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Everyday science

What makes a physics experiment go viral?

26 Feb 2015 Tushna Commissariat

By Tushna Commissariat

Physics experiments are not normally the stuff of “viral” videos on the Internet, but that is precisely what happened when physics students at the University of Bath in the UK decided to get creative with the Leidenfrost effect. If you are a regular reader of Physics World, you may get that déjà vu feeling when you watch the video above of water droplets zipping about the “Leidenfrost maze” built by (at the time undergraduates) Carmen Cheng and Matthew Guy – but rest assured you have seen it right here on this blog in 2013 when editor Hamish Johnston wrote about it before it amassed a whopping 120,150 views on YouTube.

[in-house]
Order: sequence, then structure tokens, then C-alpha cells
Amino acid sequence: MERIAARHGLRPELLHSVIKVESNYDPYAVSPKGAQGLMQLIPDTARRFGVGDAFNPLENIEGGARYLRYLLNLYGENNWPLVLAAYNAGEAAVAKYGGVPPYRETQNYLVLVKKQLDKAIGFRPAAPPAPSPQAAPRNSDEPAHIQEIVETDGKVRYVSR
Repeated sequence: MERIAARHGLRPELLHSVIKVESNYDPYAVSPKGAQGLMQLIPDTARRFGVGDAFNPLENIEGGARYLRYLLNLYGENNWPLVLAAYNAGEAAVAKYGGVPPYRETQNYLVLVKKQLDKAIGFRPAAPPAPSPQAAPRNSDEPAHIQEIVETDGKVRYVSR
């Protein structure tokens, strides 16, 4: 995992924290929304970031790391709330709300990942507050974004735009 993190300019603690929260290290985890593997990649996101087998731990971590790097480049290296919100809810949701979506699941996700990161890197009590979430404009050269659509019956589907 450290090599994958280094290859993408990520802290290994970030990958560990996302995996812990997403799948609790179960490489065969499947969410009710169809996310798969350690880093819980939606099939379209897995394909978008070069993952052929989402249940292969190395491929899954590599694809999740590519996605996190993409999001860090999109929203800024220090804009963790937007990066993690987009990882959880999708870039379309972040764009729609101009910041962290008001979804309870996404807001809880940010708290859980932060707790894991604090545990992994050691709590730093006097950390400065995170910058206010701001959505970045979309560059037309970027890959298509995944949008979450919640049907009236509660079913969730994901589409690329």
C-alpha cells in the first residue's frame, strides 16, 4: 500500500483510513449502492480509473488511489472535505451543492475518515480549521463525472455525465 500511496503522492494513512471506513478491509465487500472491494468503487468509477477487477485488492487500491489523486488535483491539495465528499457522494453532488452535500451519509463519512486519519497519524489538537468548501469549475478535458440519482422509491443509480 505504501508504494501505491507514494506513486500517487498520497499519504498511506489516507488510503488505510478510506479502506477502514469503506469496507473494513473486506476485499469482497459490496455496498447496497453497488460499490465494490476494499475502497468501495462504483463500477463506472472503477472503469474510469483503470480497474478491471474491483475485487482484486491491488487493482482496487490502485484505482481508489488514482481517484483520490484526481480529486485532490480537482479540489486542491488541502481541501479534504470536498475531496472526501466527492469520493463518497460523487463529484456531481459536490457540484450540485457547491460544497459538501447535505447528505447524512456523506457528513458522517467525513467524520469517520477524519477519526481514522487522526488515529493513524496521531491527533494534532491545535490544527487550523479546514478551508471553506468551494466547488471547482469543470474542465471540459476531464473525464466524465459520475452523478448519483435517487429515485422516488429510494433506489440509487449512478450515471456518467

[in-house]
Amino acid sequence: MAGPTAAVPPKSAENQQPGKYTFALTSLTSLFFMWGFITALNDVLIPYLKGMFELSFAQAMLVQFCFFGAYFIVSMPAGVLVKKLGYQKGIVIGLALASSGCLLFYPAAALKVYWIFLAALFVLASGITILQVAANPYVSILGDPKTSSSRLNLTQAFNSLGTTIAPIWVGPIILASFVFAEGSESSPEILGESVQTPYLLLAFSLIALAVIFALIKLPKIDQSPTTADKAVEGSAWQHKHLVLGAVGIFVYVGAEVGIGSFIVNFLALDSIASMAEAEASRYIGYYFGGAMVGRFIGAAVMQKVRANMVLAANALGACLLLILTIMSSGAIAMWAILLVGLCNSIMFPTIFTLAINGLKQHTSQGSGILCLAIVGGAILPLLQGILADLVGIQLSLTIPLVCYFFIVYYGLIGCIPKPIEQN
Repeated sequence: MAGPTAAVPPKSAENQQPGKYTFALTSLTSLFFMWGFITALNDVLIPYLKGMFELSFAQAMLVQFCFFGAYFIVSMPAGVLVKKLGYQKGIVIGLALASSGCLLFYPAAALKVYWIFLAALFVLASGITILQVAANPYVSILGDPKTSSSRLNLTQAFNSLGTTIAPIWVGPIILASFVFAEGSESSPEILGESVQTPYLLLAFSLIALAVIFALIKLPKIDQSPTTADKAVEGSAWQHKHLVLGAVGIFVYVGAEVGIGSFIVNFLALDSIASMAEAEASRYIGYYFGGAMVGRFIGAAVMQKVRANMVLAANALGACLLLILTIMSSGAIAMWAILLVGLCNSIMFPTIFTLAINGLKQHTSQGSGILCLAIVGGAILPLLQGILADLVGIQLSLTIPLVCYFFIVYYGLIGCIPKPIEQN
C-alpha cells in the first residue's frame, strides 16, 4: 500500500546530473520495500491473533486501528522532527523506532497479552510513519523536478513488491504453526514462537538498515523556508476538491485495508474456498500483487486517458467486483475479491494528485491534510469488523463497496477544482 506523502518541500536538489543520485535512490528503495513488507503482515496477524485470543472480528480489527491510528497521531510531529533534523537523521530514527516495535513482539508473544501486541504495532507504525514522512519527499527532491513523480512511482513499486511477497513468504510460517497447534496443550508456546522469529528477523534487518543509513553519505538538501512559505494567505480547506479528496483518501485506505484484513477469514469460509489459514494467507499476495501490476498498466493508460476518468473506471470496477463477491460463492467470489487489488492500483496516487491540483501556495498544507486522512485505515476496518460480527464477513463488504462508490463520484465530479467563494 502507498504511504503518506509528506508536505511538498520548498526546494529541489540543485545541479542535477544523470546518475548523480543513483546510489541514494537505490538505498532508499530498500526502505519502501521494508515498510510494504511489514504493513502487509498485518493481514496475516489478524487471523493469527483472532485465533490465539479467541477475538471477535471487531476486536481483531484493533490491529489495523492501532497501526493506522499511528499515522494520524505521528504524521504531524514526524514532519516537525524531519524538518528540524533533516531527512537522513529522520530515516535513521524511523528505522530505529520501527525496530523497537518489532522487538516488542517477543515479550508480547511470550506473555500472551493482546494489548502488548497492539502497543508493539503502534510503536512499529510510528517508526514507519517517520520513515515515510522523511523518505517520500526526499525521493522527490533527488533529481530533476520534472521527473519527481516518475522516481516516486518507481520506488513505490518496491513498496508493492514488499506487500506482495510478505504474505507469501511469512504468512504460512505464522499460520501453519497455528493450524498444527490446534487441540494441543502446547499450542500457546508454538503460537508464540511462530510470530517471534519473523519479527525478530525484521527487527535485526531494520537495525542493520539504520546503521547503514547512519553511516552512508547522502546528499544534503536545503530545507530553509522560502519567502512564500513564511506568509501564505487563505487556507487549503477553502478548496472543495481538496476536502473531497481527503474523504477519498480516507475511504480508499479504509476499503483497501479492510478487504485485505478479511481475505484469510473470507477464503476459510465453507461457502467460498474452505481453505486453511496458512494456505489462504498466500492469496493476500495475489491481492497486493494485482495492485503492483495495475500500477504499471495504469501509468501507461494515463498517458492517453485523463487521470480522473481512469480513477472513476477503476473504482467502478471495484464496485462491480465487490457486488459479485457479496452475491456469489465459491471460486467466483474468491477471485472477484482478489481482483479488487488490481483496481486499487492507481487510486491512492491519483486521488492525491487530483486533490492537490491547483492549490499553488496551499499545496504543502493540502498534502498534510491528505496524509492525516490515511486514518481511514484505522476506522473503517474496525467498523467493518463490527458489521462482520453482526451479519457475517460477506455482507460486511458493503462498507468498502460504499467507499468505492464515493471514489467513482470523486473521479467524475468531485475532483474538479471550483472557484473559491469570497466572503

Indeed, the maze got so much coverage in the international media that it ended up being featured on BBC 2’s comedy panel show QI last October. Host Stephen Fry actually gave a pretty neat explanation of the effect and then demonstrated how the maze works (you can take a look at the video here, but be warned – it contains adult humour).

Following the unequivocal success of their maze, the researchers have now published a paper in the European Journal of Physics, published by IOP Publishing, which also publishes physicsworld.com. The paper discusses not only their experiment, but also – indeed, mainly – the viral nature of the response to their video. The researchers point out that some of the comments on the video such as, “I feel sorry for the poor droplets” or “I can almost hear the droplets go ‘Ouch, ouch, hot, hot, ouch!’ ” were common, and that “some viewers expressed that they found the droplets cute” – the kind of feedback that most physicists are not used to receiving!

 

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